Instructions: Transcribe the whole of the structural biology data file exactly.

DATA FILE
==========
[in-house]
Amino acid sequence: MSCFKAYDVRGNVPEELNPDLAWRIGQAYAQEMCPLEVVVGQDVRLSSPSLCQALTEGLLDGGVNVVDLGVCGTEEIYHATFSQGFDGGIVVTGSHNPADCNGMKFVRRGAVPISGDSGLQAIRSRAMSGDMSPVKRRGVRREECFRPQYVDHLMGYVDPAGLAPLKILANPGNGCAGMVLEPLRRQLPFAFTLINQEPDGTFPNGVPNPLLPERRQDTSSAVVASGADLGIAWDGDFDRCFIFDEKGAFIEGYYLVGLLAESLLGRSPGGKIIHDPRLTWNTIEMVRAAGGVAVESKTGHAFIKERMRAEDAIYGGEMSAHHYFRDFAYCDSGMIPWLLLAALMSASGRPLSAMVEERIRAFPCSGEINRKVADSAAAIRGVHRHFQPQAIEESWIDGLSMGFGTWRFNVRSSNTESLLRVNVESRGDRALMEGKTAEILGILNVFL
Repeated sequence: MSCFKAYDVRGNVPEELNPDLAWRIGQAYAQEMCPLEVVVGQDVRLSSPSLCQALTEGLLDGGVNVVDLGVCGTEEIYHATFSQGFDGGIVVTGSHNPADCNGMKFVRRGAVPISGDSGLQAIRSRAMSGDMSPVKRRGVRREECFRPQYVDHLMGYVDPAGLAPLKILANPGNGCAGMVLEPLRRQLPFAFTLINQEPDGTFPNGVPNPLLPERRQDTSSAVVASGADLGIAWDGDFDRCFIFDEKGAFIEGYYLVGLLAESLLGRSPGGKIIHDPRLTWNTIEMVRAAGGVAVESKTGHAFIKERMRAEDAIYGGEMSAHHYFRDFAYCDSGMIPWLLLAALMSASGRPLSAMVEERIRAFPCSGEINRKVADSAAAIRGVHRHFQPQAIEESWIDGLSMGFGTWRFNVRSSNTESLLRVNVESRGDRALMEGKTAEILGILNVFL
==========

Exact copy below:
[in-house]
Amino acid sequence: MSCFKAYDVRGNVPEELNPDLAWRIGQAYAQEMCPLEVVVGQDVRLSSPSLCQALTEGLLDGGVNVVDLGVCGTEEIYHATFSQGFDGGIVVTGSHNPADCNGMKFVRRGAVPISGDSGLQAIRSRAMSGDMSPVKRRGVRREECFRPQYVDHLMGYVDPAGLAPLKILANPGNGCAGMVLEPLRRQLPFAFTLINQEPDGTFPNGVPNPLLPERRQDTSSAVVASGADLGIAWDGDFDRCFIFDEKGAFIEGYYLVGLLAESLLGRSPGGKIIHDPRLTWNTIEMVRAAGGVAVESKTGHAFIKERMRAEDAIYGGEMSAHHYFRDFAYCDSGMIPWLLLAALMSASGRPLSAMVEERIRAFPCSGEINRKVADSAAAIRGVHRHFQPQAIEESWIDGLSMGFGTWRFNVRSSNTESLLRVNVESRGDRALMEGKTAEILGILNVFL
Repeated sequence: MSCFKAYDVRGNVPEELNPDLAWRIGQAYAQEMCPLEVVVGQDVRLSSPSLCQALTEGLLDGGVNVVDLGVCGTEEIYHATFSQGFDGGIVVTGSHNPADCNGMKFVRRGAVPISGDSGLQAIRSRAMSGDMSPVKRRGVRREECFRPQYVDHLMGYVDPAGLAPLKILANPGNGCAGMVLEPLRRQLPFAFTLINQEPDGTFPNGVPNPLLPERRQDTSSAVVASGADLGIAWDGDFDRCFIFDEKGAFIEGYYLVGLLAESLLGRSPGGKIIHDPRLTWNTIEMVRAAGGVAVESKTGHAFIKERMRAEDAIYGGEMSAHHYFRDFAYCDSGMIPWLLLAALMSASGRPLSAMVEERIRAFPCSGEINRKVADSAAAIRGVHRHFQPQAIEESWIDGLSMGFGTWRFNVRSSNTESLLRVNVESRGDRALMEGKTAEILGILNVFL